Who is Tending to the Minds of Our Boys?

”An intelligent mind acquires knowledge, and the ear of the wise seeks knowledge.”

Proverbs 18:15

As I entered the local Barnes & Noble bookstore the other day I was greeted by a beautiful table covered with books with and an inspirational sign that said, “Inspiring Stories for Unstoppable Girls.”   Try as I might, I could not find a similar display for boys.

I first encountered this bias in our publishing and book world when my daughter, who is now in her twenties, got her first American Girl book back in the late 1990s.   Started by the Pleasant Company, American Girl books tell the stories of characters like Kirsten Larson, born in 1854, a Swedish immigrant who settles in the Minnesota Territory, and Josefina Montoya, a young Mexican girl living in New Mexico who was born in 1824.  The books come in a set of six books with colorful pictures, whose historical fiction is designed for 8-to-11 year-old girls. But the books are just the start. Girls can also buy dolls based on the books as well as furniture, clothes, and accessories. Bought by Mattel in 1998, the brand has expanded to include American Girl Stores, where girls can buy the books, dolls, and costumes as well as dine with their dolls in a specially themed restaurant.

As you might expect, American Girl has become a very profitable enterprise and has done a great job introducing girls to the world of books as a fun and lively experience, especially for those whose parents or grandparents can foot the bill for the dolls that cost over $100.00 each.

But you will not find an American Boy series of books or stores that help capture the imagination of boys. Somehow because they are boys, they are supposed to figure this out on their own without the encouragement of the book world. My son who is in his young teens has found some series to be interesting like the Percy Jackson books and 39 Clues. But other than that, few books capture his attention.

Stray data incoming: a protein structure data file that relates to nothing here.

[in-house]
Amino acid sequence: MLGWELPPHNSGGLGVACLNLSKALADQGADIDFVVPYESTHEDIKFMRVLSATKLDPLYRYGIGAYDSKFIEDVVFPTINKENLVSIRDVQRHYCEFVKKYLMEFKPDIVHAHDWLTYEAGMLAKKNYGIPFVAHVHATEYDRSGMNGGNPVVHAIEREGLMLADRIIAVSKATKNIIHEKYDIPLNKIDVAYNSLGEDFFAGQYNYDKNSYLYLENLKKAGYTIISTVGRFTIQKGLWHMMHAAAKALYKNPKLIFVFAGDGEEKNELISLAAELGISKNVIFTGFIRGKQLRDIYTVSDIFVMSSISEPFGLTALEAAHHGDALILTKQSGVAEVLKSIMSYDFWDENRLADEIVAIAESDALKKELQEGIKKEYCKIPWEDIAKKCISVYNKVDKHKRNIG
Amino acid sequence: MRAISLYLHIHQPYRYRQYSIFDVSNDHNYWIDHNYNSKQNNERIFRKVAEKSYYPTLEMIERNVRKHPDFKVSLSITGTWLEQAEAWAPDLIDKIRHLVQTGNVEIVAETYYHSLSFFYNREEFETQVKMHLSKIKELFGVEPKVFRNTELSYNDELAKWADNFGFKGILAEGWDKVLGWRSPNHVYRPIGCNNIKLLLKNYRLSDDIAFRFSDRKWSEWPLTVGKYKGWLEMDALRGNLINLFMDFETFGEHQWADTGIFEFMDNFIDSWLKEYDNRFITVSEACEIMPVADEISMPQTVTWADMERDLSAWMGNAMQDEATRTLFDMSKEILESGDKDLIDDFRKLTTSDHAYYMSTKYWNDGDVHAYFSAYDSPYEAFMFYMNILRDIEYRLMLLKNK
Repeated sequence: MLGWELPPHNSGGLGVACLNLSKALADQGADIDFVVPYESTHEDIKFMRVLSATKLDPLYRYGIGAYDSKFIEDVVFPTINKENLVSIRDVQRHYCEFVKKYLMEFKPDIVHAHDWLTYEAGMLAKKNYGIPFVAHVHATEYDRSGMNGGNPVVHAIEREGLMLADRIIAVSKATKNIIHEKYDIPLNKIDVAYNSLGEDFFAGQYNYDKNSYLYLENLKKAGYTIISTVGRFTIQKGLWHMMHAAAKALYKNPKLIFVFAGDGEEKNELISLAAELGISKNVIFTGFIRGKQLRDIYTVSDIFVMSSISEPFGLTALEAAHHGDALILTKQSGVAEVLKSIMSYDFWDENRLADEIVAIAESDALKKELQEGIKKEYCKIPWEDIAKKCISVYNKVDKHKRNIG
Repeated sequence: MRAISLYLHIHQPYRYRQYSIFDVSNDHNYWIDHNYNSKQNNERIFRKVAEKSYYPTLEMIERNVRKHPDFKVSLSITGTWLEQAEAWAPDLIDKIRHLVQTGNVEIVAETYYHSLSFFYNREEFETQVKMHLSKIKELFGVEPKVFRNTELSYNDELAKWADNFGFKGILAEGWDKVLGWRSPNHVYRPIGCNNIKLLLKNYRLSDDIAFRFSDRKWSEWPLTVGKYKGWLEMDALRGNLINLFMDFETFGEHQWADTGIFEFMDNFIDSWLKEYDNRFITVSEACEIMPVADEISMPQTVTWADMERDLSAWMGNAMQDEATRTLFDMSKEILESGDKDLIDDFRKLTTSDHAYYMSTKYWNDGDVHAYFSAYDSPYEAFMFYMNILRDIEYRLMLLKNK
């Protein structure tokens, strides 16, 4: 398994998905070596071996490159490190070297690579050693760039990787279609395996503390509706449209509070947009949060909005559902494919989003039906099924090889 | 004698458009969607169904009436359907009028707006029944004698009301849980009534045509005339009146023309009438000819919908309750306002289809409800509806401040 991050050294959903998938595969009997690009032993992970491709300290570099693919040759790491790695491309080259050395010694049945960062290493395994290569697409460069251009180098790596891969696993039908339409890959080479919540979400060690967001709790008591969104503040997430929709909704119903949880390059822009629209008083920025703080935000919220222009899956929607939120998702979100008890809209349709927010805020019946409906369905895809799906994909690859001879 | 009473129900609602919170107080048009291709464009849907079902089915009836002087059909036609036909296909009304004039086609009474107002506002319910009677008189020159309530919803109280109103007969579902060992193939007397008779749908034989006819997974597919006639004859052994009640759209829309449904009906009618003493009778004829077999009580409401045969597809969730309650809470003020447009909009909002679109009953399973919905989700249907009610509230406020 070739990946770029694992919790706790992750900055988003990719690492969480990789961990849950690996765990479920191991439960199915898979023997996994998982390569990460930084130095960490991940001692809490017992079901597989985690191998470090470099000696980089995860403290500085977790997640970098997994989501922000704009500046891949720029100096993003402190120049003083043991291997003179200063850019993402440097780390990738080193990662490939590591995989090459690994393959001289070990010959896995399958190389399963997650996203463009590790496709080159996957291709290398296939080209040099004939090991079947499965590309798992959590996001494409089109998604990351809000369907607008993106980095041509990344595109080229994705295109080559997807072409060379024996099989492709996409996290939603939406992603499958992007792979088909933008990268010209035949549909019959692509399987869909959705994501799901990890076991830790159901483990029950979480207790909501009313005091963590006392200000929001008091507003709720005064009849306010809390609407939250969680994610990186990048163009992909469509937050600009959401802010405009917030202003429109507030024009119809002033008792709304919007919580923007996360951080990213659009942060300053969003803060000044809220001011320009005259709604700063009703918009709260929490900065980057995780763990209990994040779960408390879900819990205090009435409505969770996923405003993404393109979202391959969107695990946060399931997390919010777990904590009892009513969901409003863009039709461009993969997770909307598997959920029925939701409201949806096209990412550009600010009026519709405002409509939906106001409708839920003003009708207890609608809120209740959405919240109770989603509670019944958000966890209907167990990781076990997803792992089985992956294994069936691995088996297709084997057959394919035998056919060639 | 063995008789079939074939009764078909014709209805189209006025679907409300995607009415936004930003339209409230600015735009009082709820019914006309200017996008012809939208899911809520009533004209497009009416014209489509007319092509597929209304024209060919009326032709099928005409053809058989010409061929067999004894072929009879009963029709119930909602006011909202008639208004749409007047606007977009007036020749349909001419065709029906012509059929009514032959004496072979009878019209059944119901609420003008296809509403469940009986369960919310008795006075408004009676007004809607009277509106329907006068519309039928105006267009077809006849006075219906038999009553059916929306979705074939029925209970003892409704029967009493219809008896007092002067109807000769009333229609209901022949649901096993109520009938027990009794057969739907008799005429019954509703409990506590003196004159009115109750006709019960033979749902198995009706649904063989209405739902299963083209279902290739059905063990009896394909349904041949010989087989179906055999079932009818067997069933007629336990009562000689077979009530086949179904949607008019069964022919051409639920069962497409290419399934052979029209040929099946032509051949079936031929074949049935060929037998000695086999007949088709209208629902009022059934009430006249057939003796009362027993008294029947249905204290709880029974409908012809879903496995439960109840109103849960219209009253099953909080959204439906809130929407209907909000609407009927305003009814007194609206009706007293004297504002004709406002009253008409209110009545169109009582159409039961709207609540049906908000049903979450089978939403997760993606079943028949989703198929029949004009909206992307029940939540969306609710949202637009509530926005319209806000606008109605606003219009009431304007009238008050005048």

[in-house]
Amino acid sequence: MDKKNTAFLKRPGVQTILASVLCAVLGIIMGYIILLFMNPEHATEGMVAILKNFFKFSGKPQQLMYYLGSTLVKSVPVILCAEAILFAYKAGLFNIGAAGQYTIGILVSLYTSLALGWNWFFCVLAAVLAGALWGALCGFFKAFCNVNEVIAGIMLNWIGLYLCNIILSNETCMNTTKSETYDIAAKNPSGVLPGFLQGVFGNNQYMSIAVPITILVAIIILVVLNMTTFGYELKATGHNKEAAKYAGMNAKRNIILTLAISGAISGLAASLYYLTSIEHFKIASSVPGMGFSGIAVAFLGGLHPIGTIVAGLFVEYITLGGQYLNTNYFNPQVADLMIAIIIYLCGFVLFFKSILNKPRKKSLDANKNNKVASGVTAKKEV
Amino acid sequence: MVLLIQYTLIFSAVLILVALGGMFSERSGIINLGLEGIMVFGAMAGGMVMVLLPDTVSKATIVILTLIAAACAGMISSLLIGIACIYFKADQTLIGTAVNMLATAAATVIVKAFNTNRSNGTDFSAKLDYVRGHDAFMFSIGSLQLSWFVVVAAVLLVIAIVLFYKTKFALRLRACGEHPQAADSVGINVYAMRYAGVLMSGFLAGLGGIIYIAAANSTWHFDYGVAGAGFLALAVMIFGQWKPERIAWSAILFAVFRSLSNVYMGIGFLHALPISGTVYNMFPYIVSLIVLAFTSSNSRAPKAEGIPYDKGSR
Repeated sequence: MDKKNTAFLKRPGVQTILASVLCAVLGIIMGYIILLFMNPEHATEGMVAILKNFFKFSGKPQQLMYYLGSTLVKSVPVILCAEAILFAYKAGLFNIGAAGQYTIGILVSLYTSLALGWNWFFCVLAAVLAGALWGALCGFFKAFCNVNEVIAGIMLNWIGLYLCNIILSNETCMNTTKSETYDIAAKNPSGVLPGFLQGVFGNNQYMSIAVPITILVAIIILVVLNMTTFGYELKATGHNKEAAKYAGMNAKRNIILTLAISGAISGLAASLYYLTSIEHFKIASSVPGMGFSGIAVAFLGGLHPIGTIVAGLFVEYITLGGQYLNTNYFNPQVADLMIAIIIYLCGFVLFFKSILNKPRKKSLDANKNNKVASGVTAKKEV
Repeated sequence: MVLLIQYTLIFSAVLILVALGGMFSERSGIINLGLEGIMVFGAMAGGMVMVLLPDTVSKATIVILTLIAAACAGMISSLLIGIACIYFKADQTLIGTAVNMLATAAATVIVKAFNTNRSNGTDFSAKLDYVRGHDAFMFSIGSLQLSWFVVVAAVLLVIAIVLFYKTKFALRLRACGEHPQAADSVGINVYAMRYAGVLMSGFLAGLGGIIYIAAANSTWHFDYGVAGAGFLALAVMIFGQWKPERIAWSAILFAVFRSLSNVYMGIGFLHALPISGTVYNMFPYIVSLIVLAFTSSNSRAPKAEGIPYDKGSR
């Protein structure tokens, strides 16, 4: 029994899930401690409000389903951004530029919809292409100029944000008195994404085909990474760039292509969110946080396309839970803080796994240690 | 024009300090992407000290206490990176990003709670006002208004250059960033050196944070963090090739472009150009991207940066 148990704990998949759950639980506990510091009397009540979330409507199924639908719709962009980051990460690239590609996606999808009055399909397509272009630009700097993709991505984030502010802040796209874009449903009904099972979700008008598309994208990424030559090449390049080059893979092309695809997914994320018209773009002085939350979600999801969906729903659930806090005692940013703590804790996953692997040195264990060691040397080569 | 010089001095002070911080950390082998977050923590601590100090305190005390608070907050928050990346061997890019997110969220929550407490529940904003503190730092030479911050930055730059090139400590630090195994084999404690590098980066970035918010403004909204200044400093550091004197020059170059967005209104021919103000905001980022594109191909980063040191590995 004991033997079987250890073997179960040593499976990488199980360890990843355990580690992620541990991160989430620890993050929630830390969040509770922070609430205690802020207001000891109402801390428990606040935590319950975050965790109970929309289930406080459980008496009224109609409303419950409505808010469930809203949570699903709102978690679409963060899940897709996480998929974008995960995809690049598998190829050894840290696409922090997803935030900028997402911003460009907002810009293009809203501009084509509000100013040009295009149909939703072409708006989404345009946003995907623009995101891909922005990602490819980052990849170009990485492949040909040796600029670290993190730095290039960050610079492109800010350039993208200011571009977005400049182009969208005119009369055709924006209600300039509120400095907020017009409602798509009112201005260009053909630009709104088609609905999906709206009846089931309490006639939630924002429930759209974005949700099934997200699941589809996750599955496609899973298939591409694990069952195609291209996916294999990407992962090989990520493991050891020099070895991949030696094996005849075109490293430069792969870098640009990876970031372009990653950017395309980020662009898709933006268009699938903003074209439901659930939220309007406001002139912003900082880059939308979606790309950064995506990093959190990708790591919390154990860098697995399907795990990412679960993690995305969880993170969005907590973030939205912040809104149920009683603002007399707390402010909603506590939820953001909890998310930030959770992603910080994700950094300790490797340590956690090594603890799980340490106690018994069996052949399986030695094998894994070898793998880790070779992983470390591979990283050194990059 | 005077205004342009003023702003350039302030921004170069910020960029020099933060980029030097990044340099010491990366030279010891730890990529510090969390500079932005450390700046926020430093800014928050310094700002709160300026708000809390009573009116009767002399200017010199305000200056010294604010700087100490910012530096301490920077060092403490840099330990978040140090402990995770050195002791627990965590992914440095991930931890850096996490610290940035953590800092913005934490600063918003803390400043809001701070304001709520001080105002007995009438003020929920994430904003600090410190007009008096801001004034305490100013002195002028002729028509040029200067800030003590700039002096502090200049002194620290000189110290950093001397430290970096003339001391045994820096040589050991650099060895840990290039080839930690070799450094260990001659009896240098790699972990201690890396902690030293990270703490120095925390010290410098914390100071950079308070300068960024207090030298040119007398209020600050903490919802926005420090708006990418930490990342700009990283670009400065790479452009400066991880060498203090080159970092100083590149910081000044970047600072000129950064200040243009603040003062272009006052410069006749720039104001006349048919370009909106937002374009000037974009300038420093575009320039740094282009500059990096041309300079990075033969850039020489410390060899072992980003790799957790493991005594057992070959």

He and his friends would much rather play video games and talk about the characters in the games than discuss anything they would find in a book. It seems as a culture we have ceded the minds of our boys and young men to the influence of the creators of video games, whose most popular titles such as Call to Duty, Assassin’s Creed, and Bloodborne invite them into a world of violence and mayhem.

As parents, we see an ongoing battle for our boys’ minds. How do we get them to read when the publishing market is all too content to cater to girls? How do we balance boys’ desire to play video games, whose online interactive features encourage them to connect with one another, with the importance of reading for the development of their imaginations and learning to focus? Why is it when I Google “Books for Girls,” I find sites that talk about empowering girls, but when I Google “Books for Boys” I find sites that merely recommend good books or “great” books?

I don’t have a ready answer for this except to say that our boys need to be empowered as well. They need to feel they will be able to offer something positive to the world in the future. Just like today’s iKids girls, our iKids boys need to be encouraged to read during the most important period of brain development a human ever goes through, from ages eight to fifteen, when the brain develops its ability to think, to make decisions, to discern what is good and evil, to value relationships, and to make choices about faith and belief.

Craig Kennet Miller is the author of iKids: Parenting in the Digital Age.  For more info go to http://iKidsgen.com

The Dangers of Texting: What are we teaching iKids about driving?

Lately I have noticed a new trend, stoplight texting. It happens at almost every major intersection with a signal, especially when there are more than three cars waiting for the light to turn green.   You have probably experienced it yourself. When the light turns green, at least one car just sits and doesn’t move as the cars in front of it goes through the intersection. Then the person will look up from their phone (sometimes after I gently honk) and speeds through the intersection before the light turns red. Invariably, because of their bad smartphone habit, the light changes before I can go through the intersection and I am stuck at the red light.

You may think this is just a minor inconvenience, but a new study conducted by AAA about teenagers and distracted driving shows that our texting and driving habits are having disastrous results. What makes this study so compelling is that it is based on 1,700 videos that were recorded as teenagers were driving. They discovered distraction was a factor in 58 percent of all crashes, including 89 percent of road-departure crasheds and 76 percent of read-end crashes. Before this study, it was thought distraction was responsible for only 14 percent of all teen driver crashes.

How big is this problem? In 2014, about 963,000 drivers age 16-19 were involved in automobile accidents, with 383,000 injuries and 2,865 deaths. With just over 20 million teens age 16-19, this means almost 5% of this age group was in an accident. Most significant almost 60% of these were preventable. The two biggest distractions they discovered was talking to someone else in the car (15%) and cell phone use (12%).

An earlier study by the AAA found that adults were far more likely to be using their cellphones while driving. While only 20 percent of teens reported using a cell phone while driving in the last month, forty-three percent of adults ages 25 – 39 reported doing so.